AN encounter with the Bathurst Aquatic Centre recently had me questioning whether or not people can demonstrate common morality when faced with an unexpected situation.
The pool claimed that I was unable to enter with my three sisters, (one biological and two foster) on a "family" pass because the girls were apparently not my family according to the pool's standards.
The (unwritten) claim was that I was only allowed to enter as a family if these girls were on the same Medicare card as me.
Foster children are legally not allowed to be transferred on to their carer’s Medicare card.
The rule the pool has in place is not only discriminatory, but unjust.
These children should not have to pay more at the pool as a result of their family situation.
Being 2019, I am sure that many other "families" have dynamics that do not limit them to whether or not they share a Medicare card.
It interests me also that no-one else is ever asked for a Medicare card - rather, it was just because I attended with children who did not "look" the same as me.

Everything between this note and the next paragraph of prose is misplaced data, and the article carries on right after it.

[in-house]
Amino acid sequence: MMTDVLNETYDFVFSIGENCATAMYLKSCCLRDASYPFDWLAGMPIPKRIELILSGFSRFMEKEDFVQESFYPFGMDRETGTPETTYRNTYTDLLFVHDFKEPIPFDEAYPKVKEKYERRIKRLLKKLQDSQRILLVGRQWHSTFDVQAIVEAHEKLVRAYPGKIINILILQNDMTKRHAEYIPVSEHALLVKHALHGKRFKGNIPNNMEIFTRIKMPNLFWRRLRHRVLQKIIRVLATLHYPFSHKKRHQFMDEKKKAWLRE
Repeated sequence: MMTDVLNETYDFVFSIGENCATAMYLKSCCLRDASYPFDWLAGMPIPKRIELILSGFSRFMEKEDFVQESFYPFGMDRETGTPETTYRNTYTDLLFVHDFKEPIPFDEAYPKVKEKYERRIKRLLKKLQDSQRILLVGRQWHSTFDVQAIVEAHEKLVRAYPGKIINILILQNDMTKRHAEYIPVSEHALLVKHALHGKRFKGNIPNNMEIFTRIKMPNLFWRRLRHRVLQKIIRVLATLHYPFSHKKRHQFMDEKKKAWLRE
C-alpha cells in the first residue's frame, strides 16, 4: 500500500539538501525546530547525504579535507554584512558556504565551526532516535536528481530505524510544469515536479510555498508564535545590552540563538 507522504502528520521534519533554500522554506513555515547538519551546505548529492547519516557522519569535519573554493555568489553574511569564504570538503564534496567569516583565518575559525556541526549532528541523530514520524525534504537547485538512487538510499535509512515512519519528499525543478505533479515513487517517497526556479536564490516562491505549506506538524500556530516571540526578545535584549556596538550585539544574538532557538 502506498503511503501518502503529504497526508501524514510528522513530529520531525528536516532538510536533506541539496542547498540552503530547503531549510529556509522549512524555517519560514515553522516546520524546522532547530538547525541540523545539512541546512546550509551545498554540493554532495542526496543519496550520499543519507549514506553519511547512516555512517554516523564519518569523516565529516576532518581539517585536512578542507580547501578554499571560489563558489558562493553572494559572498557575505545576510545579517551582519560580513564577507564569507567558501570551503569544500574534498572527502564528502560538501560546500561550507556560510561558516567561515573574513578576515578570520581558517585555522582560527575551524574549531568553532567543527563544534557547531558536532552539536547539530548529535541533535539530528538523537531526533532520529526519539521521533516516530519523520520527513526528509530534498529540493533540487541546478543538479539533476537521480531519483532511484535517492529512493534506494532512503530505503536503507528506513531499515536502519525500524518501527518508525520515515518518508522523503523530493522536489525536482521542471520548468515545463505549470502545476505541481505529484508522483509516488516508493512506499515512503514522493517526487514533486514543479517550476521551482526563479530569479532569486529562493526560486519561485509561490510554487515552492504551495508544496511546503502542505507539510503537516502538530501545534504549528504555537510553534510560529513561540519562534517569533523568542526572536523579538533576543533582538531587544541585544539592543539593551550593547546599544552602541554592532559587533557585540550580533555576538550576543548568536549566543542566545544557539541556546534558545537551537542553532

My own biological father isn't even on the same Medicare card as my mother and sisters, yet has never faced a problem entering as a "family".
The Bathurst Aquatic Centre not only embarrassed me in front of multiple other families, but embarrassed my sisters (four and seven) by telling them that apparently they aren't my family - these young girls that have lived with me for years.
I write this with hope that people can be more flexible when approached with unfamiliar situations.
Be understanding and kind before judging and making assumptions about people and families when you have no idea of their situation.
Neither my sisters nor me should be punished or made to pay higher prices because they aren't my biological sisters.